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Thursday, February 18, 2010

VDay 2010: Braised Pork, Purple Potatoes, and a Winter Salad

I will take any excuse to cook a celebratory meal, so we spent our Valentine's Day in, cooking together.  The meal was a collaboration in concept and execution, and we were both more than satisfied with the result.  Since the pork finishes in the slow cooker and the salad is thrown together at the end, there's very little hands-on time, and plenty of payoff.

The sauce is tangy and rich, and it complements the pork beautifully, as it is usually on the lean side.  I got the cut, which I believe is a shoulder piece, from my pork lady (read about her here, including another braised pork recipe.) at a twice-monthly winter market, along with the purple potatoes and chocolate.  It was very easy to throw together, so I highly recommend giving this recipe a try.  The husband requested tomatillos and we immediately thought their tangy flavor would work well, given that so many barbecue sauces rely on vinegar for balance.

Braised Pork v2


Start with a piece of pork that was well-loved on a farm less then 30 miles from your house.  Make sure it has good marbling, too, like this:




It's pretty tough to go wrong from here.  Here's what I did:

Cover the pork with salt and pepper, then it hard on all sides.  Get it nice and crusty and brown.






Remove the meat and set it aside.  In the same pan, brown some veggies.  I used leeks, carrots, onions, and tomatillos.  



I just bought these little prep bowls, which are fantastic because they can be pinched to pour the contents easily.


Transfer the meat to a plate.  Drop in your chopped vegetables and cook until they're a little brown.  

Add your vegetables to a slow cooker, or transfer them to a plate to return to your dutch oven later.  Add the roast on top.  Meanwhile, in the dutch oven, melt a tablespoon or two of butter and sprinkle with flour.  Whisk together until well combined, then cook for 1-2 minutes.  


Whisk in 4-6 cups water or stock.


Cook until it starts to thicken, and season well with salt and pepper.  You want just enough to come halfway up the side of the pork, so the volume will depend on the size of your roast and your cooker's capacity.  



Cover and let it do it's thing for as long as you can.  We did seven hours.  Ten would have been better.

45 minutes before you're ready to eat, scrub up some gorgeous purple potatoes from a local farmer.  

  

Cut them up into one inch cubes and roast them in olive oil, salt, pepper, and any herb you like.  Throw some minced garlic on near the end so it doesn't burn.


Let the meat rest while you strain and reduce your stock on the stove until it's thick, around 20 minutes.  Pull it off heat and add a tablespoon or two of butter and whisk to thicken more.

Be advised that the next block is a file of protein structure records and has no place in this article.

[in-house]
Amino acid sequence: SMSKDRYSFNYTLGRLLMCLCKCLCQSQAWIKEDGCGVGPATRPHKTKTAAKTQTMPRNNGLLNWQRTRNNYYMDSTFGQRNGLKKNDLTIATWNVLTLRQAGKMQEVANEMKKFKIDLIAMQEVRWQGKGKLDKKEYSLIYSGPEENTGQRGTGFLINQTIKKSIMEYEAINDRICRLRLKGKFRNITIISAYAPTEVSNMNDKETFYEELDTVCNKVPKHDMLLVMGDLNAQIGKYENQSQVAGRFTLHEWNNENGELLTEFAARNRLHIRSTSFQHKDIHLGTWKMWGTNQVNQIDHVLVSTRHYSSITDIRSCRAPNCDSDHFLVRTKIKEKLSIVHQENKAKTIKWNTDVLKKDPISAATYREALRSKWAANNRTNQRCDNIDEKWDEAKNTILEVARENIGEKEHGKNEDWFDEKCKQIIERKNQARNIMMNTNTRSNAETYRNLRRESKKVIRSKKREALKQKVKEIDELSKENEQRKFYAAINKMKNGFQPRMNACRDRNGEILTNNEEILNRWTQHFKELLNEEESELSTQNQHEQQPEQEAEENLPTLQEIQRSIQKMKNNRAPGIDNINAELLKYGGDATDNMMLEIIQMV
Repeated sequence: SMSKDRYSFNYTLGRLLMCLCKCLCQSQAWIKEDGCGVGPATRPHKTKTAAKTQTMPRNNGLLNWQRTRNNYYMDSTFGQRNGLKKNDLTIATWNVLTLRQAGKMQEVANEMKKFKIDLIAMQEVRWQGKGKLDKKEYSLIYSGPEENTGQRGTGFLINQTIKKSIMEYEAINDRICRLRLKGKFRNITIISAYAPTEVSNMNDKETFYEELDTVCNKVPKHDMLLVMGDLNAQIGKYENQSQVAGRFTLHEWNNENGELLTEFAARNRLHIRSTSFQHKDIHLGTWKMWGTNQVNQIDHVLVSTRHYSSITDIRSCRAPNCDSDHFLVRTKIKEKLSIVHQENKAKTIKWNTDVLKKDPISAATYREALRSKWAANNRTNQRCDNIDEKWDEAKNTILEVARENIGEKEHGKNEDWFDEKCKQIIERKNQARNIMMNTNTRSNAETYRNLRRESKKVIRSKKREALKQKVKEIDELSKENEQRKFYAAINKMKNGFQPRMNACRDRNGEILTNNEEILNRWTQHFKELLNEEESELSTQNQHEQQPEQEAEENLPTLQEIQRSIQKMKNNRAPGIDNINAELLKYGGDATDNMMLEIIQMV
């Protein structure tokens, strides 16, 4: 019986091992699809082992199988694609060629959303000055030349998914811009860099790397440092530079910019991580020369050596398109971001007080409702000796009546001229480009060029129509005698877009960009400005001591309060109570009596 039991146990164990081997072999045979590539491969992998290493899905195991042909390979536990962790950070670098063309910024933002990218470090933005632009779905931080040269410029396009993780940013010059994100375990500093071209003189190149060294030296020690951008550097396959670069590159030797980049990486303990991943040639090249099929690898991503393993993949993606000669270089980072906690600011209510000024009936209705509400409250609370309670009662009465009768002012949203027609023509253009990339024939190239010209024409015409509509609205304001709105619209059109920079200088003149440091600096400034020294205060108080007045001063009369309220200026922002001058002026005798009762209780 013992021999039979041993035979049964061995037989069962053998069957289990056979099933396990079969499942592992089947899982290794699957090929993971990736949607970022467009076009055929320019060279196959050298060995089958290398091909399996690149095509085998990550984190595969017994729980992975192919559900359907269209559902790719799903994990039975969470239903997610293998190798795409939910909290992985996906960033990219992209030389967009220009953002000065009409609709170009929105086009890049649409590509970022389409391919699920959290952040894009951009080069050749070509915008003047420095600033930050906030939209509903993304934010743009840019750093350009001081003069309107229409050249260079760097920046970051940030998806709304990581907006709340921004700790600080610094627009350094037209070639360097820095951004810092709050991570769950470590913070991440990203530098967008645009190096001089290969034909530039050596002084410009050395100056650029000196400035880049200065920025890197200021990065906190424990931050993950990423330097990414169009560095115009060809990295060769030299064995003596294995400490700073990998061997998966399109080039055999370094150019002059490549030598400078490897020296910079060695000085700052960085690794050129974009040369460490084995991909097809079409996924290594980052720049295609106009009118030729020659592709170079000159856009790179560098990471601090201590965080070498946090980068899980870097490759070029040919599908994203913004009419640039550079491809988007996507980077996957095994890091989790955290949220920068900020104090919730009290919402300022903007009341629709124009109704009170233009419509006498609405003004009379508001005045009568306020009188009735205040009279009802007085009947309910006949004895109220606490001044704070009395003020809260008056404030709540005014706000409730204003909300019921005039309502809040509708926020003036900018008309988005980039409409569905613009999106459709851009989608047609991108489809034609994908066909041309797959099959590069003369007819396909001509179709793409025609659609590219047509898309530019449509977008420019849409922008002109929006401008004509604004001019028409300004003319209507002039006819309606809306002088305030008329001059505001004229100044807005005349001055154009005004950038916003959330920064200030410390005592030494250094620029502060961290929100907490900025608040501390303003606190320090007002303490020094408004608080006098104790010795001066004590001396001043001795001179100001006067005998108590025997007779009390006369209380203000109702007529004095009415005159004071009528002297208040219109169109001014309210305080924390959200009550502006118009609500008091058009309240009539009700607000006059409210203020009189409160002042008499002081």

Serve the pork over the potatoes


with a baguette, local soft cheese, and your raspberry preserves


And a salad made with 
  • arugula 
  • orange segments 
  • sliced fennel
  • pink lady apples
  • a vinaigrette made with raspberry preserves, orange and meyer lemon juice, and a little mustard.  


This dinner was a beautiful combinations of textures and flavors, especially since it was followed by these:



Things are slowly starting to melt out there, and although we're expecting more snow in the short term, I am reminding myself that spring is not far off, and I'm celebrating by ordering seeds.

Until next time, try to keep warm and soak up those extra minutes of sunlight!












5 comments:

whatkateate.com said...

how do you cut up your leeks? do you just use the bottom and dice it like you would with celery? id love to try leeks but i stray from trying them because im scared!

Alicia said...

Hey Kate!
I *love* leeks and use them all the time. I hope that once you try them out you'll love them just as much.
I use the white and light yellowish green parts of the leeks and discard the tough dark green tops.
They can be a pain to clean, but I've discovered two methods that work. If you're going to slice them up, do so and then soak them in a sink full of water and run them through your salad spinner. You can also slice them in half lengthwise, keeping them attached at the base. Running cold water and thorough rubbing gets them clean with a little more effort.

Ally @ Sweet & Savory said...

So...it sounds like you are from the Iowa City area? I'm another IA food blogger, and live east of Iowa City. In this post you mentioned a twice monthly winter market? Is that still going on or could you send me details? I'd love to check it out:)

www.sweetandsavoryfood.com
sweetandsavoryfood@hotmail.com

C. Roth said...

Alicia, your pictures are getting better and better!

Alicia said...

Cait,
Thank you so much for saying that. It helps that the hours are longer, and I've been working on my 365 project so I think it's helping, too.

Ally,
I'm forwarding you the details on the winter market. They have one next weekend. Would you like to meet up and go to market and then have lunch at Lincoln Cafe?! Let me know! culinarybliss@gmail.com

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